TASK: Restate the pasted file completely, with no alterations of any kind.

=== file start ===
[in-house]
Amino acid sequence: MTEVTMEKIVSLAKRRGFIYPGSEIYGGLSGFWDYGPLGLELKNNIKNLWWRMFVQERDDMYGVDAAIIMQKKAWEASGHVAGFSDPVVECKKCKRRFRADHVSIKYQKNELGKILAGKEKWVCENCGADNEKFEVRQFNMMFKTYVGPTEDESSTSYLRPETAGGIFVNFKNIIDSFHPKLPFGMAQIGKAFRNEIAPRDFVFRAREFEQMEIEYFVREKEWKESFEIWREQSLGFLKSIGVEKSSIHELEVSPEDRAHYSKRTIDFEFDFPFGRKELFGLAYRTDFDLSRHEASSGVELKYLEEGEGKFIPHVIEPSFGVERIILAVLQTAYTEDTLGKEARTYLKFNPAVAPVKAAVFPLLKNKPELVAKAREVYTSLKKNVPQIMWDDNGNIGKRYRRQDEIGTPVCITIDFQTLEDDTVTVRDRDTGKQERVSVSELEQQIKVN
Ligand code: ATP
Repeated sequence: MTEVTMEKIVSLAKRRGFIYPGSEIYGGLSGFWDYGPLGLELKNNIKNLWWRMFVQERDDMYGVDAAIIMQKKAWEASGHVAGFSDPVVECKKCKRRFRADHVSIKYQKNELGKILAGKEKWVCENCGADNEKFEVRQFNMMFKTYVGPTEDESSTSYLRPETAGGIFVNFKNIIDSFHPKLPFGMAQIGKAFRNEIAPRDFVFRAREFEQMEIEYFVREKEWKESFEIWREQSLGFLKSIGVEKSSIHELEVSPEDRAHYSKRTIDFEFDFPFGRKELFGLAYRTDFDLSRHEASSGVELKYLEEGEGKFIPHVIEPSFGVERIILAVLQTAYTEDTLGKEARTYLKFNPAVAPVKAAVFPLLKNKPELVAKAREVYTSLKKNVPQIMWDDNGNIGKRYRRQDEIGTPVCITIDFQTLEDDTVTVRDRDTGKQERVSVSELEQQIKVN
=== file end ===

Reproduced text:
[in-house]
Amino acid sequence: MTEVTMEKIVSLAKRRGFIYPGSEIYGGLSGFWDYGPLGLELKNNIKNLWWRMFVQERDDMYGVDAAIIMQKKAWEASGHVAGFSDPVVECKKCKRRFRADHVSIKYQKNELGKILAGKEKWVCENCGADNEKFEVRQFNMMFKTYVGPTEDESSTSYLRPETAGGIFVNFKNIIDSFHPKLPFGMAQIGKAFRNEIAPRDFVFRAREFEQMEIEYFVREKEWKESFEIWREQSLGFLKSIGVEKSSIHELEVSPEDRAHYSKRTIDFEFDFPFGRKELFGLAYRTDFDLSRHEASSGVELKYLEEGEGKFIPHVIEPSFGVERIILAVLQTAYTEDTLGKEARTYLKFNPAVAPVKAAVFPLLKNKPELVAKAREVYTSLKKNVPQIMWDDNGNIGKRYRRQDEIGTPVCITIDFQTLEDDTVTVRDRDTGKQERVSVSELEQQIKVN
Ligand code: ATP
Repeated sequence: MTEVTMEKIVSLAKRRGFIYPGSEIYGGLSGFWDYGPLGLELKNNIKNLWWRMFVQERDDMYGVDAAIIMQKKAWEASGHVAGFSDPVVECKKCKRRFRADHVSIKYQKNELGKILAGKEKWVCENCGADNEKFEVRQFNMMFKTYVGPTEDESSTSYLRPETAGGIFVNFKNIIDSFHPKLPFGMAQIGKAFRNEIAPRDFVFRAREFEQMEIEYFVREKEWKESFEIWREQSLGFLKSIGVEKSSIHELEVSPEDRAHYSKRTIDFEFDFPFGRKELFGLAYRTDFDLSRHEASSGVELKYLEEGEGKFIPHVIEPSFGVERIILAVLQTAYTEDTLGKEARTYLKFNPAVAPVKAAVFPLLKNKPELVAKAREVYTSLKKNVPQIMWDDNGNIGKRYRRQDEIGTPVCITIDFQTLEDDTVTVRDRDTGKQERVSVSELEQQIKVN